They’ve had four albums, a few British accents, and the most “fans” of any musician on facebook.com. With their smash hit Viva La Vida that is still played on radio stations despite the fact that it has been released for over a year, Coldplay has breathed new life into the rock music of this generation. Even mom and dad admit that they like to listen to them. And if it’s possible, they are even better live than on record.
I saw Coldplay in Mansfield, Massachusetts on August 3rd. Chris Martin, lead singer of the world-famous alternative rock band, as well as husband and baby-daddy to actress Gwyneth Paltrow, opened the show with “Life in Technicolor”. The crowd was immediately on its feet – it was a wonder that the people had ever sat down. A group of young men had taken their shirts off and were clearly not completely sober, but it didn’t matter because the audience was high off the amount of presence that the band commanded.
Although Coldplay has been in the business for far longer than some other musical superpowers like Lady Gaga or Taylor Swift, it is only recently that they have exploded on the scene. Their past albums, A Rush of Blood to the Head, X&Y, and Parachutes, had a different sound than their most recent, Viva La Vida or Death and All His Friends. In an interview with Entertainment weekly, Martin said, “We’re slightly terrified about this record, because we’ve thrown away all our tricks. The truth is, we tried to find new ones.”
Indeed, Chris Martin has been more about using his actual voice recently, rather than the falsetto that made songs like “Yellow”, “Clocks”, and “The Scientist” famous. The new tactic seems to be working for him: August 3rd concert included a full house at the Comcast Center, and audience members everywhere from toddlers to geriatrics. They are now well-known enough that blue t-shirts with “Viva La Vida” scrawled on them by a machine are sold for upwards of 40 dollars.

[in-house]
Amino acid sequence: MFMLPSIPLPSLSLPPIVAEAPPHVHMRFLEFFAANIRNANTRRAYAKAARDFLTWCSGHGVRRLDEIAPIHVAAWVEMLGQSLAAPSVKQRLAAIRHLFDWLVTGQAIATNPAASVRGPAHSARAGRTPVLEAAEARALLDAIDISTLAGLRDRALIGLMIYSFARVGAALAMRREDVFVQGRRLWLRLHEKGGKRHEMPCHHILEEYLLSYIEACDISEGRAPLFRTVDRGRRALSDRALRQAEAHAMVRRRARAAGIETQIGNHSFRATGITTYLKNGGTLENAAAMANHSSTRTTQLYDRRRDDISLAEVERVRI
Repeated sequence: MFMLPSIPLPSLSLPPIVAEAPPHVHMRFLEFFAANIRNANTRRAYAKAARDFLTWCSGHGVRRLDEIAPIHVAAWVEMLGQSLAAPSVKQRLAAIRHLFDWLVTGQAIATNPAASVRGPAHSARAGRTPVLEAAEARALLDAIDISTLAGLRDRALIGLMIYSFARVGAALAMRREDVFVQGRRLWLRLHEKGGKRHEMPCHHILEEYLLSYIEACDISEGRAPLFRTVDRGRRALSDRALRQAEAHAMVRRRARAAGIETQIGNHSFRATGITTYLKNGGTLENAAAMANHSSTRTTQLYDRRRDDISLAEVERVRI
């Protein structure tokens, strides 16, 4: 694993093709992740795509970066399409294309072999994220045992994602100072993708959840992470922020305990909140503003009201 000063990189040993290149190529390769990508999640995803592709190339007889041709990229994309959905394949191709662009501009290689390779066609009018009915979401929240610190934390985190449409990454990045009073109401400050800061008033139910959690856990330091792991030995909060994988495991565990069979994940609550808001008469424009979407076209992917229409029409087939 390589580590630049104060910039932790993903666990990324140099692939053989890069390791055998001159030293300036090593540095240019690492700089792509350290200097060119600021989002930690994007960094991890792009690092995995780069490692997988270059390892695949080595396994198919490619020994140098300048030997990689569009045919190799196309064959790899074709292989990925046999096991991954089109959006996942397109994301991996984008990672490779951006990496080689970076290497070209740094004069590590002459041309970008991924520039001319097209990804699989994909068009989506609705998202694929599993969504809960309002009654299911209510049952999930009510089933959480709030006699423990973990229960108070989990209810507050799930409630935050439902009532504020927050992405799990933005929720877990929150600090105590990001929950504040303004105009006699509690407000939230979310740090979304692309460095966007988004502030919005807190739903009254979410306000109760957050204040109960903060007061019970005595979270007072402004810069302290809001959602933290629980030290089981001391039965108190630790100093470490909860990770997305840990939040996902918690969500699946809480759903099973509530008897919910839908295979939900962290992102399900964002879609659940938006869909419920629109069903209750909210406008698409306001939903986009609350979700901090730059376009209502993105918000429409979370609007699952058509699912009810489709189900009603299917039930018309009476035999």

Coldplay performed about twenty songs in two hours, with an array of changing lights, audience participations, and band running around on three different stages. Martin preceded the second song by saying that his concert last night had been awful, and this one had to be the “best one ever!” (In a distinctively British accent). Although I have nothing to compare it to, it’s hard to imagine a concert more electrifying than that one. The only thing that anyone could possibly complain about was the exorbitant prices that the Comcast Center charged for food – $8 for a plate of fried dough? Really? Nevertheless, the entire night felt kind of surreal, what with huge Yellow balloons falling from the sky, butterflies being shot from air cannons during “Lovers in Japan”, and even “Billie Jean” to commemorate the life and demise of Michael Jackson.
If anything, Coldplay is a classy group. Even if they may swear a bit, even if their opening act drank beer on stage, there is no one who could have come out of that arena without saying that that performance was amazing, and that everyone in that band gave it their all. It was a warm summer night. Martin and others were wearing black long sleeve shirt. Their face and body were soaked with sweat. Somehow, they manage to do it again and again, every night.
Skill Builder: Purpose and Audience
Skill Builder: Purpose and Audience